Design and testing of the clay pot water Alter (CPWF)
Finally, for fabrication of clay pot water filter for point-of-use application, 600 μιη (1:1 and 1:2) and 900 μm (1:1 and 1:2) pots were made. They had a capacity of 2 l and a thickness of approximately 1.5 cm. The pots were suspended inside plastic receptacles with lid and tap, as shown in Fig. 1. Copper mesh made of thin copper wire of mass 2.5 g and diameter 0.65 mm was placed at the bottom of the receptacle. Raw water and filtered water, with and without copper mesh, were tested for E. coli, total coliform, total hardness, turbidity, electrical conductivity, cations and anions.
Results and discussion
Table 1 shows the effect of filtering raw water on E. coli, using 300 μm, 600 μm and 900 μιη grain size pots. The 300 μm and 600 μm pots had the capacity to remove E. coli in the raw water completely. The E. coli level was as high as 9 600 CFU per 100 ml. However, the 900 μιη pots could not reduce the E. coli level to zero, even though a decrease from 9 600 to 1 CFU/100 ml (~ 99.99%) was achieved. The 1 CFU/100 ml of E. coli that remained in the filtered water may presumably be due to the larger pore sizes of these pots, which allowed the bacteria to pass through.
The presence of E. coli indicates that the water could have been contaminated with animal or human waste and could cause waterborne diseases such as diarrhoea, which often lead to deaths, particularly among children. Because of the potential disease-causing characteristics of certain E. coli, removal of E. coli from raw water is a major step in all water purification systems. It is worth noting that the accepted level for potable water quality is zero CFU per 100 ml for coliforms.
Table 2 shows the effect of grain size on the filtration rate of the pots. The data show that the larger the grain size, the higher the filtration rate. Filtration rates of the 600 μm and 900 μm pots were found to be about 2 to 3 times the filtration rate of the 300 μm pot. This is expected because larger grain size presumably results in larger pore size and hence higher filtration rate. In comparison with the 300 μm pot, the 600 μm pot would be ideal for small-scale water filters because of its higher filtration rate. Even though the 900 μm pot had the highest filtration rate, it had the disadvantage of not being able to remove the E. coli completely.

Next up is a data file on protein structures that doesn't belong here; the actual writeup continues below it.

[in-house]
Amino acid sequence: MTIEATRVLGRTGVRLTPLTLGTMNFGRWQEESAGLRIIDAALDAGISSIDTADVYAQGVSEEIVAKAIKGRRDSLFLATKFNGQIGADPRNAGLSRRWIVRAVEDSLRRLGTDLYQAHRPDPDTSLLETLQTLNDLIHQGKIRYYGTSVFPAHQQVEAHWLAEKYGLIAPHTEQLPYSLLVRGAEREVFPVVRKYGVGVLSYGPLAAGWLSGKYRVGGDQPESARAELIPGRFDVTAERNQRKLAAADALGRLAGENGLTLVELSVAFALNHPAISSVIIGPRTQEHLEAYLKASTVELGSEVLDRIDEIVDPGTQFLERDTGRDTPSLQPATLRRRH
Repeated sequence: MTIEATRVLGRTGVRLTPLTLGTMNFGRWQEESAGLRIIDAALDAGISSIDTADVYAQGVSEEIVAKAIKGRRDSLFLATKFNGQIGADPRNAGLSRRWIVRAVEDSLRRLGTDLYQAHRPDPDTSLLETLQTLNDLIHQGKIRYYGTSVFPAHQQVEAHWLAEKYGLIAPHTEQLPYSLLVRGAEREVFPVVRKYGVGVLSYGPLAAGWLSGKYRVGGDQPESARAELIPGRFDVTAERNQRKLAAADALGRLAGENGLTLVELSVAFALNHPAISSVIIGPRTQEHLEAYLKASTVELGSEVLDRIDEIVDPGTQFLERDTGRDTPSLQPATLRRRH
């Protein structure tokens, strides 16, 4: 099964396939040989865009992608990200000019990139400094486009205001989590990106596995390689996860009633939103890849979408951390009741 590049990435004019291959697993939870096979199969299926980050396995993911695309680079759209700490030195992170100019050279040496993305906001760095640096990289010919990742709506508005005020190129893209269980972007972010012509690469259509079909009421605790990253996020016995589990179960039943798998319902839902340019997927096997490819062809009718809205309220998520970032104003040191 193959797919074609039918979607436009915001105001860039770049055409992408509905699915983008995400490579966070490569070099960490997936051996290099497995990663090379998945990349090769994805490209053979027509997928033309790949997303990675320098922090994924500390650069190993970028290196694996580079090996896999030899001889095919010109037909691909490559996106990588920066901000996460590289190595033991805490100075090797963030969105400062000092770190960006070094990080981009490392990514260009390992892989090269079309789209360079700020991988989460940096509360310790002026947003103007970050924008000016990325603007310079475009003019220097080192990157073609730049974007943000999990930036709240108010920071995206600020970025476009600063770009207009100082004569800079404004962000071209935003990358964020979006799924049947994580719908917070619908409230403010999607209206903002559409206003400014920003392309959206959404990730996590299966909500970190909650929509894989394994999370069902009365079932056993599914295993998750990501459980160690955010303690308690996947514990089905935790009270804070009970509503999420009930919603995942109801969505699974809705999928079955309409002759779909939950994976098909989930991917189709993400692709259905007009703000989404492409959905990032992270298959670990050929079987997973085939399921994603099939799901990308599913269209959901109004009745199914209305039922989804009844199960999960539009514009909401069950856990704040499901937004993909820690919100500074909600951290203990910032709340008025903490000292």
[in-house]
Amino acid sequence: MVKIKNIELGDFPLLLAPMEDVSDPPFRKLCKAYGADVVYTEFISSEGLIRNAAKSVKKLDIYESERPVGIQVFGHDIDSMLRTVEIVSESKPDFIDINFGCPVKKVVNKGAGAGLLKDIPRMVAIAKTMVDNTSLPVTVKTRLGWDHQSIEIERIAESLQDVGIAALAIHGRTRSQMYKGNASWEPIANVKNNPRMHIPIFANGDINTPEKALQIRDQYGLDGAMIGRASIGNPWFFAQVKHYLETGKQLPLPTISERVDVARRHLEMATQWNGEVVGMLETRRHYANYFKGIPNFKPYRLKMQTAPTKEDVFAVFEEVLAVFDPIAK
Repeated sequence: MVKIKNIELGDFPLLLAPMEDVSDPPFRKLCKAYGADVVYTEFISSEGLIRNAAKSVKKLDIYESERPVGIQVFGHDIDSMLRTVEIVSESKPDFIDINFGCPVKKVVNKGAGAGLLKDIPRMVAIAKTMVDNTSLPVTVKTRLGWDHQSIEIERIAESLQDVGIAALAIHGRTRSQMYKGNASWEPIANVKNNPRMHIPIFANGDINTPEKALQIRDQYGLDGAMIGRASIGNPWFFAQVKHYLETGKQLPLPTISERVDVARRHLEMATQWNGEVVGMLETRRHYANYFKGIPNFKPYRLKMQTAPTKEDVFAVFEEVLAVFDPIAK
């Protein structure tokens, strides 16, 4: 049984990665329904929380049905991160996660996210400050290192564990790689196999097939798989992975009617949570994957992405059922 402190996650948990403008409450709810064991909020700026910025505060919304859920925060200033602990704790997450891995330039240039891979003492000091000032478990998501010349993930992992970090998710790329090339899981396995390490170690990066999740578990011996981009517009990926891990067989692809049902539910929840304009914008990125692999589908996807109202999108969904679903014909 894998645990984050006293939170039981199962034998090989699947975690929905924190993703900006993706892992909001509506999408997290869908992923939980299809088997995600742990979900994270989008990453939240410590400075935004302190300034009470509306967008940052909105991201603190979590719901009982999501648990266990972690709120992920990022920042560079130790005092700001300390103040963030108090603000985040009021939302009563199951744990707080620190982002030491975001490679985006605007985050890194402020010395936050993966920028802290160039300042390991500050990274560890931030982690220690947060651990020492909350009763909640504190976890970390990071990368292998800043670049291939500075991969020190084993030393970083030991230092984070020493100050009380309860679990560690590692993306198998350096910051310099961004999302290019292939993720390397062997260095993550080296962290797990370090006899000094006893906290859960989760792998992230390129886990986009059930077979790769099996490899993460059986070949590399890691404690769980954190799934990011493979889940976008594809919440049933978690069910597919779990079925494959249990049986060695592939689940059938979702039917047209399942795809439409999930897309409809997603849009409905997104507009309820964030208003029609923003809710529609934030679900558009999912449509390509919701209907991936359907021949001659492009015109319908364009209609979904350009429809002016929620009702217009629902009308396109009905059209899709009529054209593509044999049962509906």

Figure 2 shows the variation of filtration rate with the height of the water column in a typical pot. Being gravity-driven, filtration rate is expected to increase linearly with height. However, the rate was found to increase non-linearly with height, as shown. For example, an increase in the height of the water column by a factor of 5 (from 40 to 200 mm) led to an increase in the filtration rate by a factor of about 15 (from 70 to 1 100 ml/h). This non-linearity can be explained by the fact that water filtration takes place not only through the base of the pots but also through its sides. From a practical point of view, it is therefore advisable to design pots that are as tall as possible in order to get the maximum filtrate.
Figure 3 shows the germicidal effect of copper, in 300 ml raw water, as a function of mass. As seen, the coliform colonies remaining in the water decreased with the mass of copper added.. For example, 1 g of copper reduced the total coliform level from an initial count of 2 413 to 1 046 CFU/100 ml (~ 56.7%) in 10 h, while 9 g of copper had the capacity to reduce the level to 18 CFU/100 ml (~ 99.3%) within the same time interval. A similar trend was seen for E. coli.
The germicidal effect of copper as a function of time is shown in Fig. 4. It is observed that the number of coliforms destroyed increases with time. For example, 10 g of copper can reduce the E. coli level from 186 to 4 CFU/100 ml (~ 98 %) in 1 h and to zero (100%) in 5 h. Total coliform was reduced to zero after a period of 10 h. A similar decrease in E. coli concentration in river water isolates, using copper pots, has been reported (Shrestha et al., 2009). To the knowledge of the authors, no work has been found in literature on the use of copper in CPWFs for its germicidal action.
It is noted that in both cases (Fig. 3 and Fig. 4) the activity of copper is much stronger initially. This is because an essential condition for the inactivation of the bacteria is that they come into contact with the metal. Hence, the larger the number of coliforms present in the vicinity of the copper at a particular instant, the greater the chance that the coliforms will come into contact with it and be killed, since the coliforms move about randomly in the water.